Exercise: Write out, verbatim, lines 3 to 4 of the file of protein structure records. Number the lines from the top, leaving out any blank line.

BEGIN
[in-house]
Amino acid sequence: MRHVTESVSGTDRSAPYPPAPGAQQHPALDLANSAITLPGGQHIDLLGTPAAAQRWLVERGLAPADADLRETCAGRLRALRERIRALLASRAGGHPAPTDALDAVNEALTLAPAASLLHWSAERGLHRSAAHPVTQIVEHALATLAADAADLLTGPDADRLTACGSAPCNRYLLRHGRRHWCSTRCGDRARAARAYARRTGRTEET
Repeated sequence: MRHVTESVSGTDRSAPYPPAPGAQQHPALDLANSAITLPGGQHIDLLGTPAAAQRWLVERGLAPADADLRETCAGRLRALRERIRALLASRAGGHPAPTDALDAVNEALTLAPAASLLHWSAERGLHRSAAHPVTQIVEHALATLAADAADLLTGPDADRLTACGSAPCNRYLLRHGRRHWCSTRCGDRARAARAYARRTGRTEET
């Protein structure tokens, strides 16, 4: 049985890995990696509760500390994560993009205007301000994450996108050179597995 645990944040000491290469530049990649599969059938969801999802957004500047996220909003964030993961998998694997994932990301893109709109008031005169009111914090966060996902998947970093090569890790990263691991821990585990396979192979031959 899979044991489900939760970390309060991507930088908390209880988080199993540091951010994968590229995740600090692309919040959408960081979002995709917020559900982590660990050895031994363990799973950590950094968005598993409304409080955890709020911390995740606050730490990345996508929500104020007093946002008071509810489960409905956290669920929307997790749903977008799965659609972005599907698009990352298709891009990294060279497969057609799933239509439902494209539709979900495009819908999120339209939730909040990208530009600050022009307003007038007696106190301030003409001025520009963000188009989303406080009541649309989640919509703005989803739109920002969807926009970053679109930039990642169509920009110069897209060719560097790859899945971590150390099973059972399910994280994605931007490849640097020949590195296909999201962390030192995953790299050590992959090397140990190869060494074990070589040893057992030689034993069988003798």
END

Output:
Repeated sequence: MRHVTESVSGTDRSAPYPPAPGAQQHPALDLANSAITLPGGQHIDLLGTPAAAQRWLVERGLAPADADLRETCAGRLRALRERIRALLASRAGGHPAPTDALDAVNEALTLAPAASLLHWSAERGLHRSAAHPVTQIVEHALATLAADAADLLTGPDADRLTACGSAPCNRYLLRHGRRHWCSTRCGDRARAARAYARRTGRTEET
């Protein structure tokens, strides 16, 4: 049985890995990696509760500390994560993009205007301000994450996108050179597995 645990944040000491290469530049990649599969059938969801999802957004500047996220909003964030993961998998694997994932990301893109709109008031005169009111914090966060996902998947970093090569890790990263691991821990585990396979192979031959 899979044991489900939760970390309060991507930088908390209880988080199993540091951010994968590229995740600090692309919040959408960081979002995709917020559900982590660990050895031994363990799973950590950094968005598993409304409080955890709020911390995740606050730490990345996508929500104020007093946002008071509810489960409905956290669920929307997790749903977008799965659609972005599907698009990352298709891009990294060279497969057609799933239509439902494209539709979900495009819908999120339209939730909040990208530009600050022009307003007038007696106190301030003409001025520009963000188009989303406080009541649309989640919509703005989803739109920002969807926009970053679109930039990642169509920009110069897209060719560097790859899945971590150390099973059972399910994280994605931007490849640097020949590195296909999201962390030192995953790299050590992959090397140990190869060494074990070589040893057992030689034993069988003798």